And all I have to do is pull it of one board and put it on the other one. Because let's face it, nice samples of wood, stone, tile, and counter surfacing materials can sometimes be hard to come by, especially when you are still in school.

Speaking of that, if you ever end up in a situation where all you can get is a photo of your product, print it on photo paper. Do it yourself or have your local photo lab do it for you. The samples for this board were printed at Walgreen's as wallet-sized photos, and cost me less than $5.00. The glossy finish and the sturdy photo paper they were printed on made it all worthwhile.

So now you have a way to affix all your product samples to the boards without exposing yourself to nasty VOCs. But what about labels? Unless your instructor has specifically told you to hand-letter everything, why not go digital? You can use a hand-held label maker or printable labels on a computer to create neat, consistent labels for your board. (And you can spell-check them, too.)

Finally, if you really want to make a beautiful board, remember that you don't have to do everything yourself. For the board below, I wanted my final rendering to really stand out. I had spent a lot of time on it and didn't want to just stick it on my board with some mounting tape. So I burned it to a CD and took it to Staples to have them professionally mount and laminate it for me. And for about $7.00, it was definitely worth it:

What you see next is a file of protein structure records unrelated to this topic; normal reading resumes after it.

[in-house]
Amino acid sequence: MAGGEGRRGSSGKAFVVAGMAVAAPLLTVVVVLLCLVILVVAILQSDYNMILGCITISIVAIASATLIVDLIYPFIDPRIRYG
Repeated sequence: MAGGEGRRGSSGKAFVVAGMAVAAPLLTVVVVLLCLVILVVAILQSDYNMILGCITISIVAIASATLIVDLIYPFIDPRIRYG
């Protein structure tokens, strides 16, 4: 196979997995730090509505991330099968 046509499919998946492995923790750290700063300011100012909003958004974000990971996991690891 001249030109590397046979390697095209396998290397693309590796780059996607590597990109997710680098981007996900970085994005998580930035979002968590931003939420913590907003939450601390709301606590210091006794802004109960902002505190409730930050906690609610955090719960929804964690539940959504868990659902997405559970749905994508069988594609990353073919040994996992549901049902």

So, just to review, a list of materials you might want to try using for your next presentation board:

  • large T-square
  • digital camera
  • archival double-stick tape
  • cardstock printer paper
  • mounting tape
  • industrial strength Velcro
  • label maker or printable labels

And services:
  • photo printing (for pictures of furniture, fixtures, and unavailable samples)
  • professional mounting and laminating (for plans and renderings)

I hope these tips will help save you time while preserving your health and your sanity and helping you create a board that will get you a good grade if you're in school, or impress your clients!


  1. A great site and a wonderful post. Beauty is in our heart, beauty is everywhere. Feeling good.

  2. interesting and informative post!

  3. Thanks so much, Lena. And thank you for the link from your blog! I really appreciate it.

  4. You're most welcome Tiffany:) I will be a frequent visitor to your fabulous blog...

  5. Thanks for the informative post Tiffany. I was wondering if you might be so kind as to provide me with how to make the presenation board? For example, what type of material is the board made of? What is the typical size? Is it covered with fabric? If so, what type of fabric and how do you fasten it to the board? Or is there a store you can buy these pre-made boards from? Thanks in advance for your help with this.

  6. Wendy, I'm so sorry I missed responding to your post. Foam core boards or illustration boards are typically used for interior design. You don't have to cover it with any fabric. Art and office supply stores typically sell them.